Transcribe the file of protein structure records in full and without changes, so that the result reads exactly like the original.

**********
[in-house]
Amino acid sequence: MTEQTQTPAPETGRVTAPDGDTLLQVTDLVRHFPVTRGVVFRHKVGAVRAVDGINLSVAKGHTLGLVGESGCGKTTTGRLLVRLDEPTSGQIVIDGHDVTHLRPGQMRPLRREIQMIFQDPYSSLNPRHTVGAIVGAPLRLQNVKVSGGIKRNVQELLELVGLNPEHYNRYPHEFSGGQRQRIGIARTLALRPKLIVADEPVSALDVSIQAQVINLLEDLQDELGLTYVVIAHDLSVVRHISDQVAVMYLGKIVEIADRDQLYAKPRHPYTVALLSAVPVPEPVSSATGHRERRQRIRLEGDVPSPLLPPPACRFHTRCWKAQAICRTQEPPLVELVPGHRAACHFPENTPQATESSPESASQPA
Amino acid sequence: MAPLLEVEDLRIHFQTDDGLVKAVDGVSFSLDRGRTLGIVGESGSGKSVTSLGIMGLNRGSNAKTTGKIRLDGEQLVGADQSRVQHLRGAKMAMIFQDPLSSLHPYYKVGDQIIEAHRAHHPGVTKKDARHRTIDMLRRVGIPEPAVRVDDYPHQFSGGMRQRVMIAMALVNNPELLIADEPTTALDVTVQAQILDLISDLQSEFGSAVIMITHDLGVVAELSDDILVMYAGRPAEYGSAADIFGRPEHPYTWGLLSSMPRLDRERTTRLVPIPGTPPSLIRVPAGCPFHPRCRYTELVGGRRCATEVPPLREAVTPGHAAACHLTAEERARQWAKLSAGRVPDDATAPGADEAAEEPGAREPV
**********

[in-house]
Amino acid sequence: MTEQTQTPAPETGRVTAPDGDTLLQVTDLVRHFPVTRGVVFRHKVGAVRAVDGINLSVAKGHTLGLVGESGCGKTTTGRLLVRLDEPTSGQIVIDGHDVTHLRPGQMRPLRREIQMIFQDPYSSLNPRHTVGAIVGAPLRLQNVKVSGGIKRNVQELLELVGLNPEHYNRYPHEFSGGQRQRIGIARTLALRPKLIVADEPVSALDVSIQAQVINLLEDLQDELGLTYVVIAHDLSVVRHISDQVAVMYLGKIVEIADRDQLYAKPRHPYTVALLSAVPVPEPVSSATGHRERRQRIRLEGDVPSPLLPPPACRFHTRCWKAQAICRTQEPPLVELVPGHRAACHFPENTPQATESSPESASQPA
Amino acid sequence: MAPLLEVEDLRIHFQTDDGLVKAVDGVSFSLDRGRTLGIVGESGSGKSVTSLGIMGLNRGSNAKTTGKIRLDGEQLVGADQSRVQHLRGAKMAMIFQDPLSSLHPYYKVGDQIIEAHRAHHPGVTKKDARHRTIDMLRRVGIPEPAVRVDDYPHQFSGGMRQRVMIAMALVNNPELLIADEPTTALDVTVQAQILDLISDLQSEFGSAVIMITHDLGVVAELSDDILVMYAGRPAEYGSAADIFGRPEHPYTWGLLSSMPRLDRERTTRLVPIPGTPPSLIRVPAGCPFHPRCRYTELVGGRRCATEVPPLREAVTPGHAAACHLTAEERARQWAKLSAGRVPDDATAPGADEAAEEPGAREPV